I’ve been following with interest the ongoing fight debate between Paul Krugman and, well, no one yet. I hold all of you to a high standard, so I’m not going to recap the whole thing. I’ll give you the broad strokes.
Rep. Paul Ryan put together a “Roadmap” for the budgetary future. It’s won a lot of acclaim from some for at last being an actual policy document that attempts to outline a conservative vision of deficit reduction. I will admit, I was initially impressed with its existence. I can’t say I agree with it’s methodology. For instance, I think the replacing of Medicare with vouchers that will slowly become inadequate to purchase insurance will only result in the same problems I cite here when countering Avik Roy’s similar proposal for Medicaid. Rep. Ryan was also going to freeze all discretionary spending at 2009 levels until 2019. That’s simply stunning.
But at least it put something down on the table. That way we can start to debate.
Rep. Ryan even had the plan scored by the CBO. And it brought the deficit down impressively. Massively, in fact.
Yes, some noted problems with the plan. For instance, Jonathan Chait said:
Begin with his proposed tax changes. Ryan would not only retain the Bush tax cuts for the highest earners, he would further lower the top tax rate to 25%. On top of that, he would repeal all taxes on corporate income, inherited estates, capital gains, and dividends. In other words, he would completely eliminate the most progressive elements of the tax code, and slash the next most progressive element. In their place he would impose a value-added tax, which would not bring in nearly enough revenue to replace the revenue lost from his tax cuts, but would fall much more heavily on the poor and middle class.
I remember thinking that if he could really balance the budget and massively cut taxes, then he must be some sort of genius. But then, a number of other groups said you couldn’t lower taxes so much and still balance the budget. The cuts (even those massive ones) weren’t enough. Rep. Ryan responded:
The tax reforms proposed and the rates specified were designed to maintain approximately our historic levels of revenue as a share of GDP, based on consultation with the Treasury Department and tax experts. If needed, adjustments can be easily made to the specified rates to hit the revenue targets and maximize economic growth. While minor tweaks can be made, it is clear that we simply cannot chase our unsustainable growth in spending with ever-higher levels of taxes. The purpose of the Roadmap is to get spending in line with revenue – not the other way around.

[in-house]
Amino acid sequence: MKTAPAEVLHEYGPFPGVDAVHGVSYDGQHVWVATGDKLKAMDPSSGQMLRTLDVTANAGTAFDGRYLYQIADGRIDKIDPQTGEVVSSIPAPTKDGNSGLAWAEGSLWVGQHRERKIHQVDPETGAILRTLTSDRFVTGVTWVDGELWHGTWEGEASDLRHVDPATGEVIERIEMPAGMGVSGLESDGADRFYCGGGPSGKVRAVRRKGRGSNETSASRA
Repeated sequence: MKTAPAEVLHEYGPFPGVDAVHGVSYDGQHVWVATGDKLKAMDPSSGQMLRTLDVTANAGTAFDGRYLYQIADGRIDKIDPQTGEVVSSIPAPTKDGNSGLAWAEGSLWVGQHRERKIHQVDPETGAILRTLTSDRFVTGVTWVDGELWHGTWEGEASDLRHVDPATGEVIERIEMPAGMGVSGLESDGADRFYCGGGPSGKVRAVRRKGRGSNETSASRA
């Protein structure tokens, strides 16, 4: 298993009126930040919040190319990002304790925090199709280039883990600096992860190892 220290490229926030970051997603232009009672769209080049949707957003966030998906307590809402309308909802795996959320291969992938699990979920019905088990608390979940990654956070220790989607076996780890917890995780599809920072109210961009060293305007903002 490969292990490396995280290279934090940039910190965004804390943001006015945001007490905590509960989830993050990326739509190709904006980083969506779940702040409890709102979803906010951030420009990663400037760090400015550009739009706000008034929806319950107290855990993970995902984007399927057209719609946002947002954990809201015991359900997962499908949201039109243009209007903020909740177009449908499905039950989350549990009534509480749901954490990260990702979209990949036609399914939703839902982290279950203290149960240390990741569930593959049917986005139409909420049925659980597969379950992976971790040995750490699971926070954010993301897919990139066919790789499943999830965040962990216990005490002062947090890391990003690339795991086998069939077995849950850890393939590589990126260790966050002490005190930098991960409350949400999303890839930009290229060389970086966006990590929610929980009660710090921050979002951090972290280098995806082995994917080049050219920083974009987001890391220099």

In other words, “we’ve got it covered.” The exact quote was, “tax reforms would raise slightly less revenue than claimed“.
That was in March. It’s been a busy year.
But today.. hoo-boy.
Paul Krugman opened up a whole case of whoop ass on Rep. Ryan. Remember the tax cuts that would result in “slightly less revenue than claimed”? Turned out to be $4 trillion over a decade. For those keeping score that’s four, count ’em, four PPACA’s. That’s… insane. If you factor that in, it turns out that deficit in 2020 under the “roadmap” is not what the CBO claimed. It’s pretty much exactly where President Obama’s budget will get us.
Except that we will have those massive Medicare cuts. Same to Medicaid. And 2009 discretionary spending in 2019. I was willing to at least listen to those kind of spending cuts when I thought it would help with the deficit. But why would we consider them just to get the same deficit we would have without them? How big are Rep. Ryan’s tax cuts to completely eat away the deficit savings?
The Tax Policy Center finds that the Ryan plan would cut taxes on the richest 1 percent of the population in half, giving them 117 percent of the plan’s total tax cuts. That’s not a misprint. Even as it slashed taxes at the top, the plan would raise taxes for 95 percent of the population.
It turns out that Rep. Ryan asked the CBO to score his plan as if revenue would be about the same as without the tax cuts. He asked them to ignore the tax cuts. He asked them to pretend the $4 trillion in lost revenue didn’t exist.
That’s not OK. That’s cooking the books.
Paul Krugman gets sort of nasty. So do a few others. I try, really hard, not to do that here. I will not question Rep. Ryan’s motives. Nor will I pre-assume anything about his argument or answers to these issues. I hate when people do that.
But Rep. Ryan is a politican, and a pretty powerful one at that. He has full access to the press and microphones. It’s time for him to step up.
You want to be a wonk? Then you defend your plan. Explain how you will account for the $4 trillion difference. You don’t get to play with the big boys if you hem and haw and pretend that magically we will make up that money somewhere else. That’s what politicians do. And if he wants to be a politician, that’s fine, but then no special treatment from the press or people who know better. You go back and play with the other politicians who have no idea what they are talking about.
I’m going to break my name calling rules just once here, because this is policy, and I take that seriously. When you write a paper, or a blog, or a “roadmap”, you’re putting yourself out there. I respect that. But you have to be ready to defend your work. If it gets attacked, that doesn’t mean it’s wrong. Not everything is black and white, and some things are open to interpretation. But if someone makes a valid criticism of your work, you have only two honorable options. You defend it, publicly for everyone to see, or you own up to your mistake. Either one will do. What you can’t do is run and hide, or pretend that you didn’t hear, or ignore the criticism and attack the criticizer. If you do, then you’re not a serious player.
You’re a hack.